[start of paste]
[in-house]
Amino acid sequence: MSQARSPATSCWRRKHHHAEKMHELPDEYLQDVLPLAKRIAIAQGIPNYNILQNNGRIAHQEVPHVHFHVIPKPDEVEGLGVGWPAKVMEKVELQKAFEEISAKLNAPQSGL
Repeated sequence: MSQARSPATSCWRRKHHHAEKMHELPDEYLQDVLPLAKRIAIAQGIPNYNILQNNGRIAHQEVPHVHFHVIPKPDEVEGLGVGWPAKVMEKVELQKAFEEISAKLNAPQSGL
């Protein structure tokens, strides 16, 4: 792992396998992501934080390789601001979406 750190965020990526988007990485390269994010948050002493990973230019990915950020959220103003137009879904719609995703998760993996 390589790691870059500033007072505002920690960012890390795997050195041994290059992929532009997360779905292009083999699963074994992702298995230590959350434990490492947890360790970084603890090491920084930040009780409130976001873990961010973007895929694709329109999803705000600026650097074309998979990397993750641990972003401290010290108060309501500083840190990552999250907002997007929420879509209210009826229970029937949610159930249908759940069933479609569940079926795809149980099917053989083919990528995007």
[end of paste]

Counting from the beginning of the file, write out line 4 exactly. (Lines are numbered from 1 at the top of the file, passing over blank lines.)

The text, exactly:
């Protein structure tokens, strides 16, 4: 792992396998992501934080390789601001979406 750190965020990526988007990485390269994010948050002493990973230019990915950020959220103003137009879904719609995703998760993996 390589790691870059500033007072505002920690960012890390795997050195041994290059992929532009997360779905292009083999699963074994992702298995230590959350434990490492947890360790970084603890090491920084930040009780409130976001873990961010973007895929694709329109999803705000600026650097074309998979990397993750641990972003401290010290108060309501500083840190990552999250907002997007929420879509209210009826229970029937949610159930249908759940069933479609569940079926795809149980099917053989083919990528995007």